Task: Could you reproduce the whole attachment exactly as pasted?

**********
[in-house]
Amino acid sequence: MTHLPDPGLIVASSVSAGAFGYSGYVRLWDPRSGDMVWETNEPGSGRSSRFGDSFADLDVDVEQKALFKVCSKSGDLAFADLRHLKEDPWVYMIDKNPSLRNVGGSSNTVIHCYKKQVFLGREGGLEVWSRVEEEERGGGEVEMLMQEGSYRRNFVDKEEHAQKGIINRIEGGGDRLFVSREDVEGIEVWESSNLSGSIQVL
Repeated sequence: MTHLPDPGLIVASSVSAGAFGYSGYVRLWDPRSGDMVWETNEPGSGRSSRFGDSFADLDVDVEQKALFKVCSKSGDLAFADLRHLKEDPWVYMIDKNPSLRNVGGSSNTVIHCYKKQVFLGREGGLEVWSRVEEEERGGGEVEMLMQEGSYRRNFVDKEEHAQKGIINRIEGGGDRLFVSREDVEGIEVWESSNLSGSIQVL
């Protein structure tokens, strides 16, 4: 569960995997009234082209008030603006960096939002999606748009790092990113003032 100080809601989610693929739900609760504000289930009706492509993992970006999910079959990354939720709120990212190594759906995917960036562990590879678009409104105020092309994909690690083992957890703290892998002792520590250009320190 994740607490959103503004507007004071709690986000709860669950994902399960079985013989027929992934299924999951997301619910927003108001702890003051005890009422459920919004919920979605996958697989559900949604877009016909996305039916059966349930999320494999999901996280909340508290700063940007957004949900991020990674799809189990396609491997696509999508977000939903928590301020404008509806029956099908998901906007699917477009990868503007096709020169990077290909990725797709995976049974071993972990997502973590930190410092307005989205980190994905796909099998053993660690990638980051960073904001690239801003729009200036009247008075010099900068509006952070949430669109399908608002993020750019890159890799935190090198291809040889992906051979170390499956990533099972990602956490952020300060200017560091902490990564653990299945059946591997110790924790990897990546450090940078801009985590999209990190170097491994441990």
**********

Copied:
[in-house]
Amino acid sequence: MTHLPDPGLIVASSVSAGAFGYSGYVRLWDPRSGDMVWETNEPGSGRSSRFGDSFADLDVDVEQKALFKVCSKSGDLAFADLRHLKEDPWVYMIDKNPSLRNVGGSSNTVIHCYKKQVFLGREGGLEVWSRVEEEERGGGEVEMLMQEGSYRRNFVDKEEHAQKGIINRIEGGGDRLFVSREDVEGIEVWESSNLSGSIQVL
Repeated sequence: MTHLPDPGLIVASSVSAGAFGYSGYVRLWDPRSGDMVWETNEPGSGRSSRFGDSFADLDVDVEQKALFKVCSKSGDLAFADLRHLKEDPWVYMIDKNPSLRNVGGSSNTVIHCYKKQVFLGREGGLEVWSRVEEEERGGGEVEMLMQEGSYRRNFVDKEEHAQKGIINRIEGGGDRLFVSREDVEGIEVWESSNLSGSIQVL
């Protein structure tokens, strides 16, 4: 569960995997009234082209008030603006960096939002999606748009790092990113003032 100080809601989610693929739900609760504000289930009706492509993992970006999910079959990354939720709120990212190594759906995917960036562990590879678009409104105020092309994909690690083992957890703290892998002792520590250009320190 994740607490959103503004507007004071709690986000709860669950994902399960079985013989027929992934299924999951997301619910927003108001702890003051005890009422459920919004919920979605996958697989559900949604877009016909996305039916059966349930999320494999999901996280909340508290700063940007957004949900991020990674799809189990396609491997696509999508977000939903928590301020404008509806029956099908998901906007699917477009990868503007096709020169990077290909990725797709995976049974071993972990997502973590930190410092307005989205980190994905796909099998053993660690990638980051960073904001690239801003729009200036009247008075010099900068509006952070949430669109399908608002993020750019890159890799935190090198291809040889992906051979170390499956990533099972990602956490952020300060200017560091902490990564653990299945059946591997110790924790990897990546450090940078801009985590999209990190170097491994441990």